After South Africa’s deadly violence, the Zuma graft trial resumes.
South African ex-president Jacob Zuma’s graft trial opened on Monday, with proceedings streamed live online in an attempt to avoid a repeat of the fatal turmoil that gripped the country after he was imprisoned in an unrelated case.
Despite the fact that the proceedings were virtual, security was tight outside the High Court in Pietermaritzburg, the capital of Zuma’s home province of KwaZulu-Natal, where Zuma supporters had previously assembled in raucous displays of support.
The area surrounding the court was protected by armed police and soldiers deployed to suppress recent protests.
According to an AFP reporter on the scene, a brown military truck towered over armoured police vehicles while a chopper buzzed overhead.
Zuma is accused of 16 counts of fraud, bribery, and racketeering in connection with the acquisition of fighter jets, patrol boats, and military equipment from five European arms companies when he was deputy president in 1999.
He is accused of accepting payments from one of the companies, Thales, a French defense conglomerate that has been implicated with corruption and money laundering.
Zuma’s legal team fought tirelessly to have the charges dropped, and the trial began in May after multiple postponements and delays.
Zuma, who was dressed in a black suit, white shirt, and red tie and sat in a black office chair in a white-walled room, talked from his prison in the small town of Estcourt.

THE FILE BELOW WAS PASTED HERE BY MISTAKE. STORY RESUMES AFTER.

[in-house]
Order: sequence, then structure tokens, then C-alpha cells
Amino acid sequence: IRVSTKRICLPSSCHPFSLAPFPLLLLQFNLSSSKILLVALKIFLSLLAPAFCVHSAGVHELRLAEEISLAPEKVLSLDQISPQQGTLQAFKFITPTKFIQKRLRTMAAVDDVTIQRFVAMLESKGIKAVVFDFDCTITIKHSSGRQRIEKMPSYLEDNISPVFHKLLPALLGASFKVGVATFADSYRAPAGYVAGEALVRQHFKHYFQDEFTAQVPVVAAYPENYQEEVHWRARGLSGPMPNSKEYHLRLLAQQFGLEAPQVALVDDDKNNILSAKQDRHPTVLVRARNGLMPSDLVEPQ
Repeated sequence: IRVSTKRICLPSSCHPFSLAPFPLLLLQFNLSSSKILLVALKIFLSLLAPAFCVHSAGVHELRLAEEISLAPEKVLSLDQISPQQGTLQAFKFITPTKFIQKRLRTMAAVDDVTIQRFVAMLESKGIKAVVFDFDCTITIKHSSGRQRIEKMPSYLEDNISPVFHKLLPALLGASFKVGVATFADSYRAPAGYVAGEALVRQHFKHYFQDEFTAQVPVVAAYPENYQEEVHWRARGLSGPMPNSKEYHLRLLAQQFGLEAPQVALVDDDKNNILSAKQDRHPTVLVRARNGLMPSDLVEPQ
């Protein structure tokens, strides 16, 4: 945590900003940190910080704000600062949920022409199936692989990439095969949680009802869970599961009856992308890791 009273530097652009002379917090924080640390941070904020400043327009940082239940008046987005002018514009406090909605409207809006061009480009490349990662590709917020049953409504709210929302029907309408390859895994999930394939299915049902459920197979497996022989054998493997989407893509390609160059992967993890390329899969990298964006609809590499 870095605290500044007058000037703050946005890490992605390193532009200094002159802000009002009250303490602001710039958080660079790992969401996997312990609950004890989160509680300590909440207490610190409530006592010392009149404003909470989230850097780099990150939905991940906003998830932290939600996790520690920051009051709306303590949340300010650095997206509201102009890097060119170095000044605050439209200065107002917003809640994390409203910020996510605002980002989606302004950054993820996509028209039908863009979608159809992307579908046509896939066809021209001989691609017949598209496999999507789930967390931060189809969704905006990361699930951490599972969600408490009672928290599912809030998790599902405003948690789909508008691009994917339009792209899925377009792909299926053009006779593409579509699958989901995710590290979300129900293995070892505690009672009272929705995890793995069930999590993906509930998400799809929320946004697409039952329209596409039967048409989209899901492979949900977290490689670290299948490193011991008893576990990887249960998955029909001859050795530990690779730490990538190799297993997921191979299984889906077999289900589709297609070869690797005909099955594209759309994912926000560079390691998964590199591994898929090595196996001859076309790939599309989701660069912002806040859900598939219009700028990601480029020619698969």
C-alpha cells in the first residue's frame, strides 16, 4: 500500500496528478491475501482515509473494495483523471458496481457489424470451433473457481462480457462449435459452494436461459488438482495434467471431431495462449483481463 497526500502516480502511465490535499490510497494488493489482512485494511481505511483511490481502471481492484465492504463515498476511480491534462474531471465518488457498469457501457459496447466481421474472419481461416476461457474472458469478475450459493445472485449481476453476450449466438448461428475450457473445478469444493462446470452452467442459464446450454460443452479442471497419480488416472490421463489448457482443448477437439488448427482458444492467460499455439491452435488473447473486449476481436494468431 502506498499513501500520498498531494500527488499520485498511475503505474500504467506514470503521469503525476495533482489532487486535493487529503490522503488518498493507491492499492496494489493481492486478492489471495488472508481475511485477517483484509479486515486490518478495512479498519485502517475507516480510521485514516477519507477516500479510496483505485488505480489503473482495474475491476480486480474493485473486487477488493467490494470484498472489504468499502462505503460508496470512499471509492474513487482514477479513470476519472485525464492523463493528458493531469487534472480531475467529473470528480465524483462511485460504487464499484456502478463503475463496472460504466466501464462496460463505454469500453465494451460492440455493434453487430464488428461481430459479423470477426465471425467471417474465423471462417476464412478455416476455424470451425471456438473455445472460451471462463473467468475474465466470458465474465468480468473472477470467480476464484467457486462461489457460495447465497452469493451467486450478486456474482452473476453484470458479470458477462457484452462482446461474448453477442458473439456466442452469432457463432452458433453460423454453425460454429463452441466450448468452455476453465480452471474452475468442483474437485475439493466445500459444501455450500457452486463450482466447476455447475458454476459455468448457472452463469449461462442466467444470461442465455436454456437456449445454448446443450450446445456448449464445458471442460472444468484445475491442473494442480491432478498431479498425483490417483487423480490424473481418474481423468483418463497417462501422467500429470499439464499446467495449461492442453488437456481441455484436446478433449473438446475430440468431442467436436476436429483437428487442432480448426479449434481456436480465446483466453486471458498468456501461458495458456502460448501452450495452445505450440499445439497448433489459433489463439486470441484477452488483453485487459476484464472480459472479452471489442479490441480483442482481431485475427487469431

When he came in person for the opening in May, he declared his innocence.
Thales has also entered a not-guilty plea.
Zuma was found guilty of contempt of the South African Supreme Court on June 29 for ignoring graft investigators probing his term as president. On July 8, he was sentenced to prison.
South Africa was then thrown into disorder, with looting and riots erupting in KwaZulu-Natal and Johannesburg, Gauteng province’s economic centre, claiming over 200 lives.
The unrest was largely interpreted as being triggered, at least in part, by Zuma’s detention.
Analysts fear that Monday’s hearing might rekindle tensions that had subsided over the weekend.
Zuma is being depicted as a hero of the poor by a radical wing of the ruling African National Congress (ANC).
“Judges’ behavior will be scrutinized,” said Sipho Seepe, a fellow at the University of Zululand in KwaZulu-Natal.
“They will protest if they believe justice has not been served.”
The focus of Monday’s hearing is expected to be on Zuma’s defense team’s request that Chief Prosecutor Billy Downer remove himself from the investigation due to allegations that he leaked information to the media.
The National Prosecuting Authority is a government agency that prosecutes criminal cases across the country (NPA). Brief News from Washington Newsday.